The AMP Music Summit presented by KCRW held its second online conference earlier this week, celebrating the power of collaboration between the artists, business leaders and local communities through music, storytelling, technology, law and culture.
While the main arc of the AMP Music Summit focused on culture-shifting changes resulting COVID-19, a common theme at AMP’s second event was the power of music to inspired smaller cities while building a sense of community and collective pride.
“It’s great to hear the stories of hope and that’s really a lot of what we’re trying to do with this conference,” said Simon Lamb, who along with Rebel Industries founder Josh Levine and Seth Combs co-founded AMP Music Summit earlier this year.
“We want to provide a counter narrative to so much of the headlines that we’re seeing day after day,” Lamb explained during a discussion titled “Blood, Sweat & Vision: Building Creative Community in Des Moines and Tulsa” that featured Tobi Parks with Station 1 Records and Dr. Lester Shaw with A Pocket Full Of Hope, which now operates the Historic Big 10 Ballroom, a 14,000 square-foot space he acquired for $180,000 in 2008.
Once a well known music venue that hosted headliners such as Ella Fitzgerald, Count Basie, Ray Charles, James Brown, Little Richard and Ike and Tina Turner, the venue is being renovated into a music, theater and community venue.
“All the musicians here are willing to pitch in and collaborate because that’s where the gift is. The gift is not competition, the gift is collaboration and that is what we want to put together for the community,” said Parks, who expects to reopen the venue next year in time for the 100th anniversary of the Tulsa Race Riot Massacre.
Also known as the “Bombing of Black Wall Street,” the 1921 attack that killed dozens of people and destroyed a vibrant black community, was featured as a storyline in Bitter Root which was named best ongoing series during the Will Eisner Comic Industry Awards presented virtually during this year’s San Diego Comic-Con.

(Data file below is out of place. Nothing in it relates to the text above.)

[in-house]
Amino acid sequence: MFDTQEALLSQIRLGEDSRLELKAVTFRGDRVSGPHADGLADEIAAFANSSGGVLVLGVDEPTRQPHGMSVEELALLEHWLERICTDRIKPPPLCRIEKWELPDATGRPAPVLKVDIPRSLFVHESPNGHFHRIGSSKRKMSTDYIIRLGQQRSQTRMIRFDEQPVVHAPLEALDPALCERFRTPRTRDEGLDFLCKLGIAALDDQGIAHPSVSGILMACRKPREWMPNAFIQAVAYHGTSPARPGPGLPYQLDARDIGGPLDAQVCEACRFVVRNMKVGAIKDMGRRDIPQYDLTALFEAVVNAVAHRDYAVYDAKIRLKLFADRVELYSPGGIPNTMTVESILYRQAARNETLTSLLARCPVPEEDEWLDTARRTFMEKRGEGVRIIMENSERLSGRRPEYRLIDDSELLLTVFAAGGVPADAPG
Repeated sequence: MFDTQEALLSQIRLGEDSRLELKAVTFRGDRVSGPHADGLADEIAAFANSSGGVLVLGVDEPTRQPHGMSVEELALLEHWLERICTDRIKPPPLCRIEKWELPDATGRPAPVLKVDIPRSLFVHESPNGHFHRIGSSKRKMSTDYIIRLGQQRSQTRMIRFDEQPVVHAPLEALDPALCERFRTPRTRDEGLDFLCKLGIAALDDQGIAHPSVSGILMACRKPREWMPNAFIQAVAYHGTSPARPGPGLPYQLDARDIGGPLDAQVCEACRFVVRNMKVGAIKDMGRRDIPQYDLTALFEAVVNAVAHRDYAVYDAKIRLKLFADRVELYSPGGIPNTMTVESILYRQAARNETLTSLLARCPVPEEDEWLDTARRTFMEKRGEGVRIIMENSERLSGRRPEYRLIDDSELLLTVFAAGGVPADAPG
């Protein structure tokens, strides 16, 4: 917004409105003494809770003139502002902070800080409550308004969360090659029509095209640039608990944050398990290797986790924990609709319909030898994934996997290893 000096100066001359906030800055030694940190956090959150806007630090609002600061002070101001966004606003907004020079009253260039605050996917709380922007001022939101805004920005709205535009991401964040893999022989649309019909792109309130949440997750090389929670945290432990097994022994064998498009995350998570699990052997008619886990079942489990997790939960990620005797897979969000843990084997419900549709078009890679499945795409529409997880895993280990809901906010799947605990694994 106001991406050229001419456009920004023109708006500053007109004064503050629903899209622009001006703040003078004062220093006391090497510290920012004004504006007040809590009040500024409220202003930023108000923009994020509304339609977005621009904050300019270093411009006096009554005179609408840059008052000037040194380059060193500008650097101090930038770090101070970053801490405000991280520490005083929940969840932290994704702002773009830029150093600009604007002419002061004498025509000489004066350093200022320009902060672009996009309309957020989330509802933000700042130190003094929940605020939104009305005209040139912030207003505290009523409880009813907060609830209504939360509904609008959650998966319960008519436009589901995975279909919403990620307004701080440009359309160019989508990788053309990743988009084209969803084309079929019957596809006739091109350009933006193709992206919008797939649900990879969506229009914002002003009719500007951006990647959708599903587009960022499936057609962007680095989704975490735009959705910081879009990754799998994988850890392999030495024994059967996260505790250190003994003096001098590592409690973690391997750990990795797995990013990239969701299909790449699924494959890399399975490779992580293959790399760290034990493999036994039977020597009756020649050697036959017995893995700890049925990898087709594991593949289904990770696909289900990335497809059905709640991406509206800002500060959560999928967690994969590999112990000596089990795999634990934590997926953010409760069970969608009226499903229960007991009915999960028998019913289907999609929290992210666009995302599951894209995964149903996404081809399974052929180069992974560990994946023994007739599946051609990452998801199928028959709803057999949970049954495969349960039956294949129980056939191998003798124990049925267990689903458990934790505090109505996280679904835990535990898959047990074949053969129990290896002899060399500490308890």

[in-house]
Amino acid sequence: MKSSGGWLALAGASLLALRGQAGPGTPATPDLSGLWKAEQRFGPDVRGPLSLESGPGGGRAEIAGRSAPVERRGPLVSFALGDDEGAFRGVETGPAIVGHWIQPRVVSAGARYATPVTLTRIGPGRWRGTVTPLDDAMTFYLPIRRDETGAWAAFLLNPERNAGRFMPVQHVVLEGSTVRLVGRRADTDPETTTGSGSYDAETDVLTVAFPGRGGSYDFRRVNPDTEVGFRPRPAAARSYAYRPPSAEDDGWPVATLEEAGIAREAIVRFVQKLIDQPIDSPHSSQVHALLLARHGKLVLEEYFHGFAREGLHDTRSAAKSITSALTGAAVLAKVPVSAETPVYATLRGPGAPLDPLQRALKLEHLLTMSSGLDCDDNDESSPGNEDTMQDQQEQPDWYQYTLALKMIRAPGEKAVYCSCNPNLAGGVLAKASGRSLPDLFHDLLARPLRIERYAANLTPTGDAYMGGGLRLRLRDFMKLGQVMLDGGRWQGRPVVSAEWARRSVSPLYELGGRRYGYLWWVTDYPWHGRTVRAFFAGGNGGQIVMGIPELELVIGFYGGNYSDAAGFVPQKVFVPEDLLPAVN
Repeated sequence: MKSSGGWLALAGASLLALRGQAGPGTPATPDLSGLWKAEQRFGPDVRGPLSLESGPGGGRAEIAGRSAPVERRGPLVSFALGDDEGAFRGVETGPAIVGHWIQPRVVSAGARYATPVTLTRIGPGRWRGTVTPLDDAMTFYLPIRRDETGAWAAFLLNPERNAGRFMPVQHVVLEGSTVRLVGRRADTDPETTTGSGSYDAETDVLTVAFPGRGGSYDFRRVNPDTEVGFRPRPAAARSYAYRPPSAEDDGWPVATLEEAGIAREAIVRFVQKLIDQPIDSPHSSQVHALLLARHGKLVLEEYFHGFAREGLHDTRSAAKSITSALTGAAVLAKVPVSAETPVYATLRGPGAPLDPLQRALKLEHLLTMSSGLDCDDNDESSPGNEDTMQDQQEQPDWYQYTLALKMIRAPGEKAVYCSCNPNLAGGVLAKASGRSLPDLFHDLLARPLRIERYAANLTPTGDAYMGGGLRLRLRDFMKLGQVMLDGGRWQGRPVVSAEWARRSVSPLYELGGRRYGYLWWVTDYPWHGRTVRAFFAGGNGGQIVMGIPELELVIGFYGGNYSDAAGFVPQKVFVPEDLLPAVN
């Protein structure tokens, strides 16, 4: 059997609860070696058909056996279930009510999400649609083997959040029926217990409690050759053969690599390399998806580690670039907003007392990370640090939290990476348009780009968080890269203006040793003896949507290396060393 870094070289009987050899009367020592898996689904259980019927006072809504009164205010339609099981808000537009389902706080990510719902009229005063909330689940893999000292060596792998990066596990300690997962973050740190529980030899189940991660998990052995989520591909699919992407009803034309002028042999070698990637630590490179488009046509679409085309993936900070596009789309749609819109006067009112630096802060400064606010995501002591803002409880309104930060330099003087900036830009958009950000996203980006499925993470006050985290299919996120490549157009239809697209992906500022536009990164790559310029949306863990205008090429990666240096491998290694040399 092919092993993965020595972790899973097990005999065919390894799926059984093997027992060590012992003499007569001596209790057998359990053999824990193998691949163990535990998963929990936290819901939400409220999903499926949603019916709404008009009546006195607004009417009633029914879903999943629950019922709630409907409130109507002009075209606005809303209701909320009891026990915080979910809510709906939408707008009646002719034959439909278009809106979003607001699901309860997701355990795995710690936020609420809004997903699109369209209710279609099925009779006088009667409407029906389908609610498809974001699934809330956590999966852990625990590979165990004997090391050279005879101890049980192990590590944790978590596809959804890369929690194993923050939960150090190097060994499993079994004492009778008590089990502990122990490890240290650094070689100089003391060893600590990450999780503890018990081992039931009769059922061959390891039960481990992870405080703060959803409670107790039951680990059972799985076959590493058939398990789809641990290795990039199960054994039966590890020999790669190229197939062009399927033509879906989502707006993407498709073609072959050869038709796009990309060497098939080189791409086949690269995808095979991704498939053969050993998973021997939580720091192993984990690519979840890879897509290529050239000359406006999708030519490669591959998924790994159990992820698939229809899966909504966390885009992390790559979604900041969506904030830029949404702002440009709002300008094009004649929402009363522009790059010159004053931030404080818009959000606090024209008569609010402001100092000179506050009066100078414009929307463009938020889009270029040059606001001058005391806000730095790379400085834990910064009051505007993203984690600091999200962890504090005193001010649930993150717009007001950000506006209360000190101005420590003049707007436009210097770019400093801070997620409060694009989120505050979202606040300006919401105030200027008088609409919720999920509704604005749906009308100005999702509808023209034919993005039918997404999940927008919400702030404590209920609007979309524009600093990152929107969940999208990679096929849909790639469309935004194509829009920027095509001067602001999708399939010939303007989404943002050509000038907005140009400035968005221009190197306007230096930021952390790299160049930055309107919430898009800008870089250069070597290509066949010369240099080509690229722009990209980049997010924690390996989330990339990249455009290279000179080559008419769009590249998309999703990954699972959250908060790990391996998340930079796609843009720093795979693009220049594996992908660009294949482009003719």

“We wanted to do some historical moments from around the Harlem Renaissance time period,” says Bitter Roots artist Sanford Greene, who was joined by Bitter Roots writer Chuck Brown and David Walker for a panel called “Monsters, Storytelling and Unpleasant Truths: The Fertile Soil of Bitter Root.”
“Is tragic as it is, it had a lot of richness there,” Greene said.
“Music is a community good and so much of our communities are built around music, art culture, venues and the artists that are there. That’s what really gives our communities vibrancy,” said Parks, the former director of copyright for Sony who moved to Iowa from Brooklyn in 2015 with her wife and two children, hoping to give their children the same experience they enjoyed growing up in the midwest (Parks is from St. Louis).
After receiving a grant from the Community Foundation of Greater Des Moines, Parks partnered with an arts and entertainment venue called Des Moines Social Club, along with Drake University to launch the non-profit Station 1 Records.
“We created this label to be something that not only was a type of entrepreneurship program for the artists, but it also helped develop students that were at the university to actually work in a real world setting,” said Parks.
Music isn’t just a way of connecting people, it’s also a tool for economic development explains Tommy Battle Jr., mayor of Huntsville, Alabama.
“Looking across the nation, we recognize that music has the potential of bringing in business to help your economy, of bringing people to your community and attracting the best and brightest,” says Battle, who spoke on a panel with Billboard Dance editor Katie Bain about working with Sound Diplomacy’s Shain Shapiro to commission an assessment of the city’s music ecosystem and launch a nine-member Music Board.
“The creative community that is here is just unbelievable,” with Celese Sanders with Encore Opera Huntsville, who said the Music Board’s goal early on was to cast a wide net to create a representative view of the city’s diverse music community. That allowed the board to quickly communicate with its members when COVID-19 forced the closure of music spaces in April.
“The board has done reopening guides and a COVID relief guide,” Shapiro said. “There’s far more communication now between local entities to support artists” in the face of COVID-19 “which no one could’ve planned for.”